Have you been dealing with frequent bone aches and sickness for several weeks or even months, and it seems to be getting worse? Do your hands or other joints have frequent cramps and stiffness, particularly in the morning that take hours before loosening up? If you answered yes, then it becomes imperative for you to know that frequent muscle cramps can occur due to some underlying medical problems such as autoimmune disease, or rheumatoid arthritis (RA). 

RA can cause hand cramps in addition to cramping in other regions of the body like the wrists, elbows, feet, ankles, and knees. Let us understand rheumatoid arthritis and how to detect its signs and symptoms for prompt diagnosis and treatment.

What is Rheumatoid Arthritis?

Rheumatoid arthritis (RA) is a kind of arthritis characterized by the body attacking its own healthy cells, leading to discomfort in the afflicted joints and other body parts. There are periods when RA symptoms worsen, referred to as flares, and periods when they get better, referred to as remissions.

RA is characterized by the same symptoms on both sides of the body, involving both hands or both knees. Signs and symptoms of RA include:

  • Hand cramps
  • Joint aches, discomfort, and stiffness in more than one joint
  • Morning joint stiffness (usually lasts more than 30 minutes)
  • Joint swelling and inflammation
  • Decreased range of motion
  • Low-grade fever, fatigue, and weakness
  • Decreased appetite and weight loss
  • Depression and mood changes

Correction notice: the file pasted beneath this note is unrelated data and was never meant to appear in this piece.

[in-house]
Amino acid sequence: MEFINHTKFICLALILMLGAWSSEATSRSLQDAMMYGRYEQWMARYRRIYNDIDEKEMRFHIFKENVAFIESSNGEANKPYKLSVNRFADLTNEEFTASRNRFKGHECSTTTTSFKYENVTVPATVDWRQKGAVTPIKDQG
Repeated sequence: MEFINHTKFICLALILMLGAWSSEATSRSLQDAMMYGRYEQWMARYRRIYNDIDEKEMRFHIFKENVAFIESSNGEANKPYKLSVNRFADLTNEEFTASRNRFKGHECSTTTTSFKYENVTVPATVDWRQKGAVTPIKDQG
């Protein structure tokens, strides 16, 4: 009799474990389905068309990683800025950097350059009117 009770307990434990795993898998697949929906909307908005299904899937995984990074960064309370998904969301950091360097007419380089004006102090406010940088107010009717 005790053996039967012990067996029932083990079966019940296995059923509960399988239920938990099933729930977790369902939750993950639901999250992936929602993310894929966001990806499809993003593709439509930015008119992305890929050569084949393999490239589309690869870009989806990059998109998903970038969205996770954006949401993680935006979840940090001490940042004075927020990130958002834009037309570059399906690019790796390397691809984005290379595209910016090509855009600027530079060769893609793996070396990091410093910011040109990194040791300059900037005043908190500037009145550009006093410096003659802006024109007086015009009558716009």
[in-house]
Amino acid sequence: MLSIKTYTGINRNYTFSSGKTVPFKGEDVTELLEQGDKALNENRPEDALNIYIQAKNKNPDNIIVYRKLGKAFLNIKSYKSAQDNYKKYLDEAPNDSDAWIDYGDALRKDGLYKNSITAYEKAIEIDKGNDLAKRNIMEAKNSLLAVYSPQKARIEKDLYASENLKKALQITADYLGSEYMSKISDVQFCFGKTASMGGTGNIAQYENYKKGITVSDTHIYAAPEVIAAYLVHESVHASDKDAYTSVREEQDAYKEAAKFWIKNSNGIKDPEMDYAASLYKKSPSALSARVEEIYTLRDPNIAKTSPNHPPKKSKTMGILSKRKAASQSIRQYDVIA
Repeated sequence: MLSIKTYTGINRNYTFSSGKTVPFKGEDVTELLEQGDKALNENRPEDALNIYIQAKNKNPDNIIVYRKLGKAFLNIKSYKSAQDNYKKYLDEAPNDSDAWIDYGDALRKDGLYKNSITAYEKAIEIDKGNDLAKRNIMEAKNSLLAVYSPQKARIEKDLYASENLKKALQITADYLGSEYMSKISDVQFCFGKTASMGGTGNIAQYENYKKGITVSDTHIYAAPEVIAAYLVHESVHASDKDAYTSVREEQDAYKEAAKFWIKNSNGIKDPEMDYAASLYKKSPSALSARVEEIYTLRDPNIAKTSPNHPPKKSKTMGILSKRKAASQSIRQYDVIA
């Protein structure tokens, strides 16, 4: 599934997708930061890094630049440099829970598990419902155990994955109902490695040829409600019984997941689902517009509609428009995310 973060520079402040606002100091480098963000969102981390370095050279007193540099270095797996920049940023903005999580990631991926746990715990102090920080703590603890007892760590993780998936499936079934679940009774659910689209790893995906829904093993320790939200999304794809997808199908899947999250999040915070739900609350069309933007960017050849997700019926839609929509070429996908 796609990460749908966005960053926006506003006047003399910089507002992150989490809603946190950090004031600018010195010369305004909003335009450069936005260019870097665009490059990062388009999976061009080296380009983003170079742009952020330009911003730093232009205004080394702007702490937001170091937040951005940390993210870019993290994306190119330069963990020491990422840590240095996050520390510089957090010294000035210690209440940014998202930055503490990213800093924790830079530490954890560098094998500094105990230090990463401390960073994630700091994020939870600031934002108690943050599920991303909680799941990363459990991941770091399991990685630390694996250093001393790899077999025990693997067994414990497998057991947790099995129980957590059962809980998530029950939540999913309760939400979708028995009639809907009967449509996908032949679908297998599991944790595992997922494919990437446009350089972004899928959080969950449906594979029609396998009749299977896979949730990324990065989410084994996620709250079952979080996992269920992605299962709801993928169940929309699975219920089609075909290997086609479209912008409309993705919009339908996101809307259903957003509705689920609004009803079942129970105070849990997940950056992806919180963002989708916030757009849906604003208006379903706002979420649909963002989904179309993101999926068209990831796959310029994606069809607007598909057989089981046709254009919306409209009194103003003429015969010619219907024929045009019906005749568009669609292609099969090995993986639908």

As the lining of the joint tissue is inflamed in RA-affected joints, it could eventually lead to joint tissue damage. This tissue damage can result in deformity, unsteadiness (loss of balance), and chronic or persistent discomfort.

What Causes Rheumatoid Arthritis and Associated Risk Factors?

As we have understood, rheumatoid arthritis is a result of the immune system of the body targeting its own healthy cells as part of an immunological reaction. Although the precise origins of RA are unknown, several variables might raise one's chance of getting the illness. Let’s explore the associated risk factors for the disease:

  • Family history: The risk is higher if a close family member has RA. Individuals with particular genes from birth have a greater predilection to RA, like HLA (human leukocyte antigen) class II genotypes, which can exacerbate arthritis. Those who carry these genes may be more susceptible to RA if they smoke or are obese, among other environmental variables.
  • Age: RA can start at any age; the likelihood rises with age. The majority of people in their sixties experience the start of RA.
  • Gender: Women are more prone than men and usually experience two to three times as many new cases of RA as compared to men.
  • Smoking: Cigarette smoking not only increases a person’s risk of developing RA but can also make it worse.
  • Obesity: Being obese increases the risk of RA. Also, obesity is associated with metabolic syndrome, which can exacerbate RA symptoms. Obesity, metabolic syndrome, and RA are all associated with inflammation.
  • Stress: Ongoing stress can worsen RA. Individuals with rheumatoid arthritis have reported the appearance of their symptoms shortly after stressful or traumatic events.